Q. Why do I have to “qualify” for membership?
A: Credit unions are democratically run and each member has one vote. Members elect the Board of Directors who represent the members for strategic decisions and planning within the credit union. So, when you join a credit union, you get a say in how the organization operates.
Each credit union’s organizing charter defines who is eligible to become a member. Members have something in common, usually an employer or place of residence. Credit unions have a "field of membership," and a common bond that members have to share. Fields of membership can be defined by place of employment, church membership, or residence in a community, to name just a few ways.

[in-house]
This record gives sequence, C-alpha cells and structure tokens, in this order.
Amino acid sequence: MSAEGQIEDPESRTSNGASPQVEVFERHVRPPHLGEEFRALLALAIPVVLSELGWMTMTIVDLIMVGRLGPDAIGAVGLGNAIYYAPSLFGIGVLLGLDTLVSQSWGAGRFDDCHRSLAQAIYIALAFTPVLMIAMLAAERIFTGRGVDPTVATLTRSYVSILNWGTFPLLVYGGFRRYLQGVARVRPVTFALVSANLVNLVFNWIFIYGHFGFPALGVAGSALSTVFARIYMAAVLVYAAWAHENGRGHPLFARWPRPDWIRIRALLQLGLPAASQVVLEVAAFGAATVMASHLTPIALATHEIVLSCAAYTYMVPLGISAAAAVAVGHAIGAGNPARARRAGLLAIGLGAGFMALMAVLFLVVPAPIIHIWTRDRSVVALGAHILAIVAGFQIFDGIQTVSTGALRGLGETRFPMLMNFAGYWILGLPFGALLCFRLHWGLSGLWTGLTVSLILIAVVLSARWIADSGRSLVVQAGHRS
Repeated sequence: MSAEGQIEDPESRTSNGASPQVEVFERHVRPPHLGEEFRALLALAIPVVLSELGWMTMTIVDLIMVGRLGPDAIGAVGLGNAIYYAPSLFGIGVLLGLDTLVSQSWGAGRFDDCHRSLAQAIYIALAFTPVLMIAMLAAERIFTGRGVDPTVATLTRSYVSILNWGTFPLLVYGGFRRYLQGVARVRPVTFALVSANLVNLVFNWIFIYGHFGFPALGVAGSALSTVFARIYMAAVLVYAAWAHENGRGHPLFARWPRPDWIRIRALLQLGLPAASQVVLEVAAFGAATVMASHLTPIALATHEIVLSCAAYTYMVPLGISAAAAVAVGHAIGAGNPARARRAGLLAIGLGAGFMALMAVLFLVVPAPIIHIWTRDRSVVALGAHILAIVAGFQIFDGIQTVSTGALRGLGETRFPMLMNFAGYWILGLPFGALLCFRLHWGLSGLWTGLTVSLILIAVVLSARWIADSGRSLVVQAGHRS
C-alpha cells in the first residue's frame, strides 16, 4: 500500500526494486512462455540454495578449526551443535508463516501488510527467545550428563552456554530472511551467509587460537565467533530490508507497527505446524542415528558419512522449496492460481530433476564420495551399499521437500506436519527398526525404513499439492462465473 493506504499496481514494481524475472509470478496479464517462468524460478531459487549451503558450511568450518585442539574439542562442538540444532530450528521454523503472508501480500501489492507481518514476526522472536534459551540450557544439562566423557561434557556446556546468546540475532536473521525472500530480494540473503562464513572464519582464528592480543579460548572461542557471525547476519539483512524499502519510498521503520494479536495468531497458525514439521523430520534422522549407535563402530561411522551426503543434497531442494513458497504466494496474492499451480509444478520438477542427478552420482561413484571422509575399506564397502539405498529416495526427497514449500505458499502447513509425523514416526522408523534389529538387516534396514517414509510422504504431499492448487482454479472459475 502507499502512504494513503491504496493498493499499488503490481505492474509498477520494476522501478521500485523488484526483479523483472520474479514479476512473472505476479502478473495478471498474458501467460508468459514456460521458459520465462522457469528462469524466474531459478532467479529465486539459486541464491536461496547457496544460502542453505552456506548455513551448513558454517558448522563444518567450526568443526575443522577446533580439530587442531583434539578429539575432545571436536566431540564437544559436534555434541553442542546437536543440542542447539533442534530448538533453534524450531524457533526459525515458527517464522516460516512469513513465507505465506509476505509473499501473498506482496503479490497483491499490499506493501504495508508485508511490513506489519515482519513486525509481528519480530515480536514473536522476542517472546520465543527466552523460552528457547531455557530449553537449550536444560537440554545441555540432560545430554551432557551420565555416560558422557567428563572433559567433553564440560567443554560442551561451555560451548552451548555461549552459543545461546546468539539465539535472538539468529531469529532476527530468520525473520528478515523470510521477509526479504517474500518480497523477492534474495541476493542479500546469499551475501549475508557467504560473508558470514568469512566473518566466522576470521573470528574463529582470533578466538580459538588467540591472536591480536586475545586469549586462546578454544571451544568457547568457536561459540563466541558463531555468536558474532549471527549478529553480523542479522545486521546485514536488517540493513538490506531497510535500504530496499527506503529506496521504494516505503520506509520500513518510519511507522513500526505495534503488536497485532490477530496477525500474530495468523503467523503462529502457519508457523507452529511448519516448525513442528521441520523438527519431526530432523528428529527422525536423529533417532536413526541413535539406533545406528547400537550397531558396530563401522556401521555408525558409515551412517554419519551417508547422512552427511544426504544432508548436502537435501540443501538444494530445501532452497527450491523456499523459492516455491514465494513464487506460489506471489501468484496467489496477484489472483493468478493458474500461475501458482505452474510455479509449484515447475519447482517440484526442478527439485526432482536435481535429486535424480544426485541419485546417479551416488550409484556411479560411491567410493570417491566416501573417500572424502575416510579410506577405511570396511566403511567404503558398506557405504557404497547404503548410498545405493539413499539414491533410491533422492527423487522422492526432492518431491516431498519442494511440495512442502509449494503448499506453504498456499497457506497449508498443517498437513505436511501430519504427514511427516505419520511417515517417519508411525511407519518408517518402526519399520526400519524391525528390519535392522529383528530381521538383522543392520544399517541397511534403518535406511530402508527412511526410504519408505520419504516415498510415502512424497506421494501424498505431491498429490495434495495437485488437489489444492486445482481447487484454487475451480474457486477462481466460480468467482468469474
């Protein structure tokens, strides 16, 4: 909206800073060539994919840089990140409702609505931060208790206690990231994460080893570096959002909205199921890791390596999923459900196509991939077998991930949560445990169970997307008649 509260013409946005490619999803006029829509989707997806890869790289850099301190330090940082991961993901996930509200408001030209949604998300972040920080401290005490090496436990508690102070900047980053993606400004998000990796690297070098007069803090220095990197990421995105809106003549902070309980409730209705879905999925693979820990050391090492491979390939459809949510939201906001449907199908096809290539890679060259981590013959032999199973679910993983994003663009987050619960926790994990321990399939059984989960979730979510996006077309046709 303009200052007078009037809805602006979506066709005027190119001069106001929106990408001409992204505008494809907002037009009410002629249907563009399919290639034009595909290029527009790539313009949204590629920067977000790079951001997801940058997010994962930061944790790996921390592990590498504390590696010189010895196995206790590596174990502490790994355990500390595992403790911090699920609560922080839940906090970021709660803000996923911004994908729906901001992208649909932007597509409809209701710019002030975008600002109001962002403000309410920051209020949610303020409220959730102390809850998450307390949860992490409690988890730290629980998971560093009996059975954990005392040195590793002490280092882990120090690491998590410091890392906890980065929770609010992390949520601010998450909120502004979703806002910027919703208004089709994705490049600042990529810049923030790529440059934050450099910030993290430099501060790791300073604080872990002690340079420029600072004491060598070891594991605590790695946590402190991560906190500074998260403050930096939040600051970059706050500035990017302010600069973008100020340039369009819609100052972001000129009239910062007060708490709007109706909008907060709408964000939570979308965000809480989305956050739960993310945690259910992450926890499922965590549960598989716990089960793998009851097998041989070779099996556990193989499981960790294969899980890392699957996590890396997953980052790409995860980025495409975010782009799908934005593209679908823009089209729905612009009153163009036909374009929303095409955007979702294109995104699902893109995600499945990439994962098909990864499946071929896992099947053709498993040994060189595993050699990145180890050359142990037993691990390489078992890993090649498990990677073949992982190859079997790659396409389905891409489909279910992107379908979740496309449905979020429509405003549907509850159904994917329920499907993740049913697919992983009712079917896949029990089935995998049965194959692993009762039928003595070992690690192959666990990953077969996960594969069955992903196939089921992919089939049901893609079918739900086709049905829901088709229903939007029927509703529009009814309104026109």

Q: What is the difference between a Credit Union and a Bank?
A: Credit unions offer services like banks do, but there are some differences.
- Credit unions are not-for-profit organizations. This means that any profit the organization earns beyond operating costs is returned to the members in the form of better interest rates, low or no fees, improved and expanded services and facilities. That’s why we can often offer higher interest rates on savings and lower rates on loans than banks can. The profit earned by banks is paid to owners and shareholders rather than to the bank’s customers.
- Credit unions offer most of the same services that banks offer, but the services are named differently. A share draft account compares to a checking account, share certificates compare to certificates of deposit, and regular share accounts compare to savings accounts.
Q: Where can I find my account number?
A: Your account number comes after your routing number on the bottom of your check. It is before your check number on the bottom right corner.